Emotional Design: Why we love (or hate) everyday things (Response 1)

For my INSYS class, we were to read the prologue and first chapter for this book. My response follows. It was supposed to be 500 words, but I went over.

Norman’s three levels of processing:

  • Visceral: Processing is fast and primal. Decisions are made as response mechanisms based on fixed routines. This is the lizard brain in action and represents the lowest level of brain functioning.
  •  Behavioral: Where most human processing takes place. Analyze a situation and alter behaviors accordingly. Sensitive to experiences, training, and education.
  •  Reflective: Does not have direct access to the sensory input or behavioral control. It exists to bias the behavioral level. It is where we contemplate.

I currently work a regular day job, but have intermittent responsibilities to two outside contracts. I’m also taking this class and performing duties as mom and wife. On the visceral level, I am in panic mode. I have so many things to get done that my brain is on overload and the only way I can cope is to run away and pretend it is not there. Behaviorally, I work every day, performing the duties that are expected and come naturally to me. I can edit a 20 page document in about 90 minutes with little to no thought. Viscerally, I wonder if this is really what I am meant to do. The extra jobs bring in great money, but at what price?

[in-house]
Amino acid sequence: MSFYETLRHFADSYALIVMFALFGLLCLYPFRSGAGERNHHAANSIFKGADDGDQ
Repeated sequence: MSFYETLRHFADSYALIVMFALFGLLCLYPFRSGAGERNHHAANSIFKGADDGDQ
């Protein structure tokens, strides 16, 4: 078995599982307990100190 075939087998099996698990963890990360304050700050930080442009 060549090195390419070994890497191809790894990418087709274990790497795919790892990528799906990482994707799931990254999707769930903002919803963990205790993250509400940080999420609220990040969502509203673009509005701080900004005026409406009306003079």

Norman postulates that attractive things work better. An example that corroborates this from my daily life is my KitchenAid mixer. I own a hand mixer, a Sunbeam stand mixer, and a KitchenAid. The KitchenAid is an exercise in elegance. Even in white, it is majestic: smooth lines, hints of stainless steel, a beast among mixers. When I make my cheesecakes, I use the KitchenAid. I know that if I use the electric beaters or the sunbeam, the cake will mix up just as well as with my KitchenAid. I just like the KitchenAid more and believe because it is such a quality (and beautiful) piece of equipment, it does the better job. Really.

On the contrary, I bought a really beautiful laptop for Christmas 2 years ago. It had all kinds of function and sparkle and bling. In the past three months, it has given me the black screen of death three times and each time I had to reinstall the operating system. I go to conferences, and it is too heavy to handle. It’s a brick. My iPad—a simple, non-assuming piece of technology—has become my go-to piece of technology over this fancy piece of junk.

When we design things, we need to take into account all three levels of processing. At the most basic level, we have to ensure the safety and security of our learners. They need to be welcomed into a supportive environment. Once we establish that, we need to allow them to perform to the best of their abilities (highlighting their behavioral processes.) Then, we need to lift them to a place of self-actualization, where they take what they are learning and incorporate it into something beyond normal, everyday things.

As a designer, it’s important to build this ecosystem for our learners. It’s like Maslow’s Hierarchy of Needs. Learners need certain basic constructs to move upward, plying their skills and talents to achieve the most of their abilities.

As Keats said

“Beauty is truth, truth beauty,” – that is all

Ye know on earth, and all ye need to know.

We need to keep this in mind at all times as designers of learning.


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